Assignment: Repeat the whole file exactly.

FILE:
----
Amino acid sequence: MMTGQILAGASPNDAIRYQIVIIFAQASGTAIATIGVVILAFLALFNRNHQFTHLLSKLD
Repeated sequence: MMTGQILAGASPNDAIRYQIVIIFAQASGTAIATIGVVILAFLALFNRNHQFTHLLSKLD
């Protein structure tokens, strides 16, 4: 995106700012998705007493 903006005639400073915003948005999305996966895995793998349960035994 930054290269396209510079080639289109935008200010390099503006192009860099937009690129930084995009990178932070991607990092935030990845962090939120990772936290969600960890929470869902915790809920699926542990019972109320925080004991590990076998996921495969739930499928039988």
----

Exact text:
Amino acid sequence: MMTGQILAGASPNDAIRYQIVIIFAQASGTAIATIGVVILAFLALFNRNHQFTHLLSKLD
Repeated sequence: MMTGQILAGASPNDAIRYQIVIIFAQASGTAIATIGVVILAFLALFNRNHQFTHLLSKLD
């Protein structure tokens, strides 16, 4: 995106700012998705007493 903006005639400073915003948005999305996966895995793998349960035994 930054290269396209510079080639289109935008200010390099503006192009860099937009690129930084995009990178932070991607990092935030990845962090939120990772936290969600960890929470869902915790809920699926542990019972109320925080004991590990076998996921495969739930499928039988």